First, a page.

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Asahi Metal Industry Co. v. Superior Court

Brittany L. Raposa

ProfessorBrittany L. Raposa

CaseCast "What you need to know"

CaseCast –  "What you need to know"

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Asahi Metal Industry Co. v. Superior Court
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    Brief Fact Summary. Gary Zurcher lost control of his Honda motorcycle and collided with a tractor trailer.  He was severely injured and his passenger/wife was killed.  Zurcher filed a product liability action naming the manufacturer of the motorcycle tire’s tube and Asahi Metal, the manufacturer of the tire’s tube’s valve assembly.

     

    Synopsis of Rule of Law. The “substantial connection,” between the defendant and the forum State necessary for a finding of minimum contacts must come about by an action of the defendant purposefully directed toward the forum State.

     

    Facts. On a California highway Gary Zurcher lost control of his Honda motorcycle and collided with a tractor trailer.  He was severely injured and his passenger/wife was killed.  Zurcher filed a product liability action alleging the 1978 accident was caused by a sudden loss of air and an explosion in the rear tire of the motorcycle and that the tire, tube and sealant were defective, naming the manufacturer of the tube and Asahi Metal, the manufacturer of the tube’s valve assembly.  Zurcher’s claims against the tire manufacturer settles and is dismissed, leaving only the tire manufacturer’s indemnity action against Asahi.

     

    Issue. Whether the mere awareness on the part of a foreign defendant that components it manufactured, sold, and delivered outside the United States would reach the forum State in the stream of commerce constitutes “minimum contacts” between the defendant and the forum State such that the exercise of jurisdiction “does not offend ‘traditional notions of fair paly and substantial justice.’” International Shoe Co. v. Washington, quoting Milliken v. Meyer.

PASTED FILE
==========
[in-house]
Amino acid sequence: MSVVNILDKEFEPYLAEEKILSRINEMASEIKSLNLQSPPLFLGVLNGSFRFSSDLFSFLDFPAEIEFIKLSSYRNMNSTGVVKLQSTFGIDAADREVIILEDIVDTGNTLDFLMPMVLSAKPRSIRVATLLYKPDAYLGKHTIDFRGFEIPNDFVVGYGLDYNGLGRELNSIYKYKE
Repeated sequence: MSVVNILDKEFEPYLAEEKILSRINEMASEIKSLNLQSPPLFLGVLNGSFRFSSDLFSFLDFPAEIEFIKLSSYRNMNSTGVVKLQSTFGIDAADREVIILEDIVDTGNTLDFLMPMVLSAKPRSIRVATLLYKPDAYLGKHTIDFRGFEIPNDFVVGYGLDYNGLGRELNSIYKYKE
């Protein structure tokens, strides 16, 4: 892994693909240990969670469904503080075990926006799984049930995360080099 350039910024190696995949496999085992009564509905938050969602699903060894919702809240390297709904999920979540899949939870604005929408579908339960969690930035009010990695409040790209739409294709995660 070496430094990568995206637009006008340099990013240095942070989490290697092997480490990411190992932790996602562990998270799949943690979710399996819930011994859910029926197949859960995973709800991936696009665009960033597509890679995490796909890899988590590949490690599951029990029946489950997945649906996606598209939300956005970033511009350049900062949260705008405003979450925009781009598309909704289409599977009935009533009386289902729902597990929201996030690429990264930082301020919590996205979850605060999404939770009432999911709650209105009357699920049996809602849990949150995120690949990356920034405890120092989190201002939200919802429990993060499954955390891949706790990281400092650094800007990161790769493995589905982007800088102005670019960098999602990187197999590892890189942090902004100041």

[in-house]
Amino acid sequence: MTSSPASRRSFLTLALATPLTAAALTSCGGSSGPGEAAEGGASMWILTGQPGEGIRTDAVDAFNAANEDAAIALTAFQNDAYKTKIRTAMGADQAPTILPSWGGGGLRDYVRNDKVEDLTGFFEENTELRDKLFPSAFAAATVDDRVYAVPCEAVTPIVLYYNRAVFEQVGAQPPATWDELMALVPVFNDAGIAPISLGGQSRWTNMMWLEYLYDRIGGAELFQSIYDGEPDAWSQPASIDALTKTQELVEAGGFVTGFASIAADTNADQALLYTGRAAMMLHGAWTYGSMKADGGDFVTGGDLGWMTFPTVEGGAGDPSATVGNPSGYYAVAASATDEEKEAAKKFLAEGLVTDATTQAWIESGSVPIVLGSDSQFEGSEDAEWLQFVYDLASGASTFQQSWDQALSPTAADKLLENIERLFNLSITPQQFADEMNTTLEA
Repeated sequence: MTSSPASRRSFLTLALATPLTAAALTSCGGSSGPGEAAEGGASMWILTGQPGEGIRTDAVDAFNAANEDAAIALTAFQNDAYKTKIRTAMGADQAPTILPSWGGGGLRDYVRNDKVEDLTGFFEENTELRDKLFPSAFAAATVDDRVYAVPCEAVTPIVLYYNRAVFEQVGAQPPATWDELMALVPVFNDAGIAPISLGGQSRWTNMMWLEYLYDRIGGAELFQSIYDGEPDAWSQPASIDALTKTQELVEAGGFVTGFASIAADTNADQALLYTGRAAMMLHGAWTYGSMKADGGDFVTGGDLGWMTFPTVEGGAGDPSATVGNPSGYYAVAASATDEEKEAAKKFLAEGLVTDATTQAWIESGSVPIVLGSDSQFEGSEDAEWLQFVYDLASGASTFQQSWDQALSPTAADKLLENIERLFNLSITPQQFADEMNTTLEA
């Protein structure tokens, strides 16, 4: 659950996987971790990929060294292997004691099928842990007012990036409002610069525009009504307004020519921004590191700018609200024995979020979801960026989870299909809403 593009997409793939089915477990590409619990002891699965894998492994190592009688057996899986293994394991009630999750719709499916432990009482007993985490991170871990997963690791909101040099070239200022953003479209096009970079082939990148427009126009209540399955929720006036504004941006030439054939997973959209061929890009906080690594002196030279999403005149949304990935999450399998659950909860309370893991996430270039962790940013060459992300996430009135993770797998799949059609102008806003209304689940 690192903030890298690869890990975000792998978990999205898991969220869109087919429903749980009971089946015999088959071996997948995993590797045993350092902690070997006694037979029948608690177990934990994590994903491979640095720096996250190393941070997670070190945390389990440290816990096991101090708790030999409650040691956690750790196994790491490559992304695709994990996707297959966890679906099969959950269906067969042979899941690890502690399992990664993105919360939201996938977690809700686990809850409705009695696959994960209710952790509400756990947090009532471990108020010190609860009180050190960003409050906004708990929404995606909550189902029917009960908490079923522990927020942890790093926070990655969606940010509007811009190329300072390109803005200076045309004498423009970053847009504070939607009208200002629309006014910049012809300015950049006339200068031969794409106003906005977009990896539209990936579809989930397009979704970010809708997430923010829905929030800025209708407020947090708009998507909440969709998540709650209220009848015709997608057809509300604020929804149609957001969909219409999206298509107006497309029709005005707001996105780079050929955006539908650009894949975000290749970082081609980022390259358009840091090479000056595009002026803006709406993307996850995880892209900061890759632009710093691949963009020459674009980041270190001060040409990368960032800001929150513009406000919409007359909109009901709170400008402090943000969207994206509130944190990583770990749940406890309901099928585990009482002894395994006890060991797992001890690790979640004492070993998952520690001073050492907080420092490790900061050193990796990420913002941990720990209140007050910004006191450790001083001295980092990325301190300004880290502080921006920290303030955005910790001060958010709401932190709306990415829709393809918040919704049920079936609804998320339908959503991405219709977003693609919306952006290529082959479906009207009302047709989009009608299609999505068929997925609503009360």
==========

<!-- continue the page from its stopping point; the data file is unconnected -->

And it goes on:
Held. The exertion of personal jurisdiction over Asahi exceeds the limits of due process.

     

    Concurrence Chief Justices Brennan, White, Marshall, Blackmun, Powell and Stevens regarding Part II-B, but did not agree with Parts II-A of the stream-of-commerce theory, nor with its conclusion that Asahi did not “purposely avail itself of the California market”, however did agree that the exercise of personal jurisdiction over Asahi would not comport with “fair play and substantial justice.”; and Powell and Scalia join regarding Parts II-A and III.

     

    Discussion. Asahi seeks to quash Cheng Shin’s service of summons arguing California’s long-arm statute, arguing the state could not exert jurisdiction over it with the Due Process Clause of the Fourteenth Amendment.  Asahi is a Japanese corporation that manufactures the tire valve assemblies in Japan and sells the assemblies to Cheng Shin for use in the tire tubes.  The Supreme Court of California interpreted this case in light of World-Wide Volkswagen and held that because the stream of commerce eventually brought some valves Asahi sold Cheng Shin into California, Asahi’s awareness that its valves would be sold in California was sufficient to permit California to exercise jurisdiction over Asahi.  Here however, the court found that there was no actions by Asahi that demonstrated purposeful availment to the California market.

     


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